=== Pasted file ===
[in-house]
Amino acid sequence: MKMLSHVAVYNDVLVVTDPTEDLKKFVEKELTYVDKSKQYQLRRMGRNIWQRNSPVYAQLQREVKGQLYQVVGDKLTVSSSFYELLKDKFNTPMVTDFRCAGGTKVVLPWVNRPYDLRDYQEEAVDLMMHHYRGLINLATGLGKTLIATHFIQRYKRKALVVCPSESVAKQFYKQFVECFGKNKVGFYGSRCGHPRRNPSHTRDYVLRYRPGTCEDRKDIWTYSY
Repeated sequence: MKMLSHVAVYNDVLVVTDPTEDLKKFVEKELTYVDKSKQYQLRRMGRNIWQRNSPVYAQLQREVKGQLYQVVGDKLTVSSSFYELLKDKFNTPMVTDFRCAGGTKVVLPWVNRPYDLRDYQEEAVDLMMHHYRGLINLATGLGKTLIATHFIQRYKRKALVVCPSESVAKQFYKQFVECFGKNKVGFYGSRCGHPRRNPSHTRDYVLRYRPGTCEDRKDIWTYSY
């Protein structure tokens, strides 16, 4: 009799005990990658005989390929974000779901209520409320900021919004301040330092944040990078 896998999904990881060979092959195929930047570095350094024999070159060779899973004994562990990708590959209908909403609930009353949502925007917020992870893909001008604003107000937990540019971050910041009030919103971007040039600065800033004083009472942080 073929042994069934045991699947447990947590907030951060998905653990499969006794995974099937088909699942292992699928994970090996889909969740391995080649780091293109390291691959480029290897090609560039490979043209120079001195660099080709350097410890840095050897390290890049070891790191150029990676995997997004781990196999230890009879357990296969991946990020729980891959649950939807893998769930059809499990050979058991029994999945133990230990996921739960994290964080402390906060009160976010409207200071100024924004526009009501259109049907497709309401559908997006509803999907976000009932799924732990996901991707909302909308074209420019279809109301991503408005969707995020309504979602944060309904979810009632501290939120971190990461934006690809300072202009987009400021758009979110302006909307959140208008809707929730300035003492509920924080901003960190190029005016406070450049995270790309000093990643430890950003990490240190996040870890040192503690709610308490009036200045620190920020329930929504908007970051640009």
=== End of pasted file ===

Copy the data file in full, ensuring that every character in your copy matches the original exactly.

[in-house]
Amino acid sequence: MKMLSHVAVYNDVLVVTDPTEDLKKFVEKELTYVDKSKQYQLRRMGRNIWQRNSPVYAQLQREVKGQLYQVVGDKLTVSSSFYELLKDKFNTPMVTDFRCAGGTKVVLPWVNRPYDLRDYQEEAVDLMMHHYRGLINLATGLGKTLIATHFIQRYKRKALVVCPSESVAKQFYKQFVECFGKNKVGFYGSRCGHPRRNPSHTRDYVLRYRPGTCEDRKDIWTYSY
Repeated sequence: MKMLSHVAVYNDVLVVTDPTEDLKKFVEKELTYVDKSKQYQLRRMGRNIWQRNSPVYAQLQREVKGQLYQVVGDKLTVSSSFYELLKDKFNTPMVTDFRCAGGTKVVLPWVNRPYDLRDYQEEAVDLMMHHYRGLINLATGLGKTLIATHFIQRYKRKALVVCPSESVAKQFYKQFVECFGKNKVGFYGSRCGHPRRNPSHTRDYVLRYRPGTCEDRKDIWTYSY
């Protein structure tokens, strides 16, 4: 009799005990990658005989390929974000779901209520409320900021919004301040330092944040990078 896998999904990881060979092959195929930047570095350094024999070159060779899973004994562990990708590959209908909403609930009353949502925007917020992870893909001008604003107000937990540019971050910041009030919103971007040039600065800033004083009472942080 073929042994069934045991699947447990947590907030951060998905653990499969006794995974099937088909699942292992699928994970090996889909969740391995080649780091293109390291691959480029290897090609560039490979043209120079001195660099080709350097410890840095050897390290890049070891790191150029990676995997997004781990196999230890009879357990296969991946990020729980891959649950939807893998769930059809499990050979058991029994999945133990230990996921739960994290964080402390906060009160976010409207200071100024924004526009009501259109049907497709309401559908997006509803999907976000009932799924732990996901991707909302909308074209420019279809109301991503408005969707995020309504979602944060309904979810009632501290939120971190990461934006690809300072202009987009400021758009979110302006909307959140208008809707929730300035003492509920924080901003960190190029005016406070450049995270790309000093990643430890950003990490240190996040870890040192503690709610308490009036200045620190920020329930929504908007970051640009």